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GM bailout fuels fears of Europeanization
The Obama administration's bankruptcy bailout of General Motors Corp. Monday is the latest in a series of unprecedented government takeovers of private companies that some critics fear could lead to the Europeanization of the U.S. economy.
The White House's latest move follows a string of similarly dramatic actions that have seen the government assume ownership stakes or control of at least half a dozen other companies, firing CEOs, reshaping boards of directors - and in the case of GM and Chrysler - restructuring the companies and giving a major stake to their unions.
"You've got government bureaucrats who are making decisions about what kind of car models are going to be produced, which plants are to be closed and how many dealerships to eliminate. You have in effect central planning of this industry. Karl Marx must be smiling today," said Phil Kerpen, policy director of Americans for Prosperity, a free-market think tank. "We've never seen this level of government control of the economy in peace time history."
Noting that European governments "now own large stakes in their financial institutions and own or subsidize car companies, airlines, aircraft manufacturer Airbus and other firms," the Heritage Foundation's chief economist J.D. Foster said: "We are moving in that direction in at least three dimensions - the government ownership of major companies, the magnitude in government spending and taxation, and the level of debt.
"When the Europeans get into the business of owning companies and managing them, it tends to intentionally be an indefinite situation, but what President Obama has done is that he says these investments are intended to be temporary," Mr. Foster said. That, he and others suggest, remains to be seen.
Europe's economy, while stronger in the past decade until the global recession took hold, has had to struggle with bouts of higher unemployment since the 1970s when joblessness increased and kept rising in the 1980s and into the 1990s - with unemployment in France, Germany, Spain and Italy hitting around 10 percent - as a result of much higher tax levels to pay for its large welfare state economies.
Economic studies have long shown that Europe's higher tax burden, its large unionized work force, government licensing regulations and a slower rate of new business formation than in the U.S. have contributed to its employment lethargy.
Europeans who have lost their jobs were unemployed for longer durations than in the U.S. because of the scarcity of job opportunities, studies showed.
At a White House briefing Monday, Mr. Obama said he had no choice but to intervene, putting the government in the "unwelcome position" of having a financial stake in the auto companies.
The administration's plan calls for pumping an additional $30 billion in bankruptcy financing into GM in exchange for a 60 percent equity stake in the financially shattered auto giant.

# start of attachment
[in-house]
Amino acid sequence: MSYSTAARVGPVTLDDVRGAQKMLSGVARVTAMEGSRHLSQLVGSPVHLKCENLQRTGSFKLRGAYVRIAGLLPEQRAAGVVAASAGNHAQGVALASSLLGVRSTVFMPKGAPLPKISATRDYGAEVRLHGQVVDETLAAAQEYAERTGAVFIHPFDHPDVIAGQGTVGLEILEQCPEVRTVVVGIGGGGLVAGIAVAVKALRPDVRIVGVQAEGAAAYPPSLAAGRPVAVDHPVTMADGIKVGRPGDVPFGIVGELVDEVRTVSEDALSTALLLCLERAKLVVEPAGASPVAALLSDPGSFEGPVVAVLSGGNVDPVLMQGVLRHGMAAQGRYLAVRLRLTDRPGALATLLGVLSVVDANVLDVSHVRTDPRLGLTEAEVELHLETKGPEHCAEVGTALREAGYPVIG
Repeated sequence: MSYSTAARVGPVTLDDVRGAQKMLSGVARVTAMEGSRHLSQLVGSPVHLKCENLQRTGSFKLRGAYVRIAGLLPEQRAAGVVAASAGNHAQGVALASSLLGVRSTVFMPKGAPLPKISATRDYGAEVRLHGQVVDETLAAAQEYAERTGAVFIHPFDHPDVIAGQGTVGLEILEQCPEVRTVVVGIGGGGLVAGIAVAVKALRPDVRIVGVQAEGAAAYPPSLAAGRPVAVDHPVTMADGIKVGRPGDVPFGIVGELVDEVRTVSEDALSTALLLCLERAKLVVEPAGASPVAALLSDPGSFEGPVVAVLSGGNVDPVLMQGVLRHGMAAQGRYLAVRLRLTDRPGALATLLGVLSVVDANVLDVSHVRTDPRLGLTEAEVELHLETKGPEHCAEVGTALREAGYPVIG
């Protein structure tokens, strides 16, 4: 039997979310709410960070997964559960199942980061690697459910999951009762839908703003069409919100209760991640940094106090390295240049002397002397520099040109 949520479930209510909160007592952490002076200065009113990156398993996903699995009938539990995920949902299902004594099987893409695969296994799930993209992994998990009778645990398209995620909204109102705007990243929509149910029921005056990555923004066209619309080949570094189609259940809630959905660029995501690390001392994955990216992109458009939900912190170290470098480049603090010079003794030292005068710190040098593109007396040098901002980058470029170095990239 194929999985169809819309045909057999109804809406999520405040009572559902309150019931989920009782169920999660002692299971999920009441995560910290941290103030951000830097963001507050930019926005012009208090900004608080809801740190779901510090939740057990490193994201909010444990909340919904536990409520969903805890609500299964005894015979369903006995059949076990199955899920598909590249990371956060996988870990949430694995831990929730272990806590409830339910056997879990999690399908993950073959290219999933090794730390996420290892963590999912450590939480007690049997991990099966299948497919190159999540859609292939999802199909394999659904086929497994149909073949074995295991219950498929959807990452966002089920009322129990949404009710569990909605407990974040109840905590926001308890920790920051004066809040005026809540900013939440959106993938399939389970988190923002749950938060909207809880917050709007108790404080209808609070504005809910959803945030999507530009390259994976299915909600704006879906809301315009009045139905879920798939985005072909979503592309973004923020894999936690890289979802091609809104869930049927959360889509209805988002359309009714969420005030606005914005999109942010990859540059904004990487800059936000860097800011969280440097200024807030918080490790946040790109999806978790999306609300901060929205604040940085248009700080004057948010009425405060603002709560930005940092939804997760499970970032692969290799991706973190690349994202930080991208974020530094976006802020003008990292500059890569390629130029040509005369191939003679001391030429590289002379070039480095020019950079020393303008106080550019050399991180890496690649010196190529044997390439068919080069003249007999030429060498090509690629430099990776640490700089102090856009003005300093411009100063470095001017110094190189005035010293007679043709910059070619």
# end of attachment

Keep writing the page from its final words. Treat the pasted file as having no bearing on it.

The Treasury Department underscored Mr. Obama's pledge with a statement of its own, saying it "does not anticipate providing any additional assistance to GM beyond this commitment."
Yet even some the administration's biggest defenders expressed doubts Monday there would be no further bailouts for the company.
"But is the Obama administration really planning to cut off GM's intravenous drip of federal billions, when the $50 billion doesn't put the company back on its feet? It doesn't look that way," said liberal activist Markos Moulitsas Zuniga in his Daily Kos blog.
Still, other defenders of the administration's economic policies said Mr. Obama means what he says when he drew the line on pouring more money into GM and possibly other companies on the government's bailout list.
"I do not think this will be a permanent state of affairs, but we are in the middle of a crisis. This is not business as usual. The administration's stated intent is not to hold on to these companies forever," said Heather Boushey, senior economist at the Center for American Progress, a liberal Democratic think tank.
Nevertheless, the government's large stake in some of the most troubled companies in the U.S. economy is unprecedented, including 80 percent of the global insurance giant AIG and home mortgage goliaths Fannie Mae and Freddie Mac, and 35 percent of GMAC, and critics fear they will be complicated by political considerations.
"I am quite concerned about the large government stakes in U.S. firms. Unwinding these stakes and avoiding temptation toward political interference will be difficult. In the case of the auto industry, more troubling is the bullying treatment of creditors," said R. Glenn Hubbard, former chairman of the White House Council of Economic Advisers and now dean of Columbia Business School.
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